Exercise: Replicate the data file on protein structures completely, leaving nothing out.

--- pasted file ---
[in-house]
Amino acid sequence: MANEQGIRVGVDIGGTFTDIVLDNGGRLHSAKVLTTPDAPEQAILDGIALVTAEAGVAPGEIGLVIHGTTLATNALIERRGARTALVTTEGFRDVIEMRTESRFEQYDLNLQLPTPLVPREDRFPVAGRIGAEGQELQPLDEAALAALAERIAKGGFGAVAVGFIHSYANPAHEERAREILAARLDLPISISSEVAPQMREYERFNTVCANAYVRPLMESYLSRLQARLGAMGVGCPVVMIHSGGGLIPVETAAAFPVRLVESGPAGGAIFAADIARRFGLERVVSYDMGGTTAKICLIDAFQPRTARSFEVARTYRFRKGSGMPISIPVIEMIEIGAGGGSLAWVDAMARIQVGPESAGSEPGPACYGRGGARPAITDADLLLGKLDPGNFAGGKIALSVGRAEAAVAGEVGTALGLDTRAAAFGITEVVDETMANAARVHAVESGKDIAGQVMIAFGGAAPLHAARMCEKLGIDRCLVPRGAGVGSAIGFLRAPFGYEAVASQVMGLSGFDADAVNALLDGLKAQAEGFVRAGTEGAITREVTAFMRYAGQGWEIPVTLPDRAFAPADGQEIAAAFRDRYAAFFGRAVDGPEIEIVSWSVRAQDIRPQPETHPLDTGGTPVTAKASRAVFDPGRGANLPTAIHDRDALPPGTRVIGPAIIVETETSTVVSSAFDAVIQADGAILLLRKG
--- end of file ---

[in-house]
Amino acid sequence: MANEQGIRVGVDIGGTFTDIVLDNGGRLHSAKVLTTPDAPEQAILDGIALVTAEAGVAPGEIGLVIHGTTLATNALIERRGARTALVTTEGFRDVIEMRTESRFEQYDLNLQLPTPLVPREDRFPVAGRIGAEGQELQPLDEAALAALAERIAKGGFGAVAVGFIHSYANPAHEERAREILAARLDLPISISSEVAPQMREYERFNTVCANAYVRPLMESYLSRLQARLGAMGVGCPVVMIHSGGGLIPVETAAAFPVRLVESGPAGGAIFAADIARRFGLERVVSYDMGGTTAKICLIDAFQPRTARSFEVARTYRFRKGSGMPISIPVIEMIEIGAGGGSLAWVDAMARIQVGPESAGSEPGPACYGRGGARPAITDADLLLGKLDPGNFAGGKIALSVGRAEAAVAGEVGTALGLDTRAAAFGITEVVDETMANAARVHAVESGKDIAGQVMIAFGGAAPLHAARMCEKLGIDRCLVPRGAGVGSAIGFLRAPFGYEAVASQVMGLSGFDADAVNALLDGLKAQAEGFVRAGTEGAITREVTAFMRYAGQGWEIPVTLPDRAFAPADGQEIAAAFRDRYAAFFGRAVDGPEIEIVSWSVRAQDIRPQPETHPLDTGGTPVTAKASRAVFDPGRGANLPTAIHDRDALPPGTRVIGPAIIVETETSTVVSSAFDAVIQADGAILLLRKG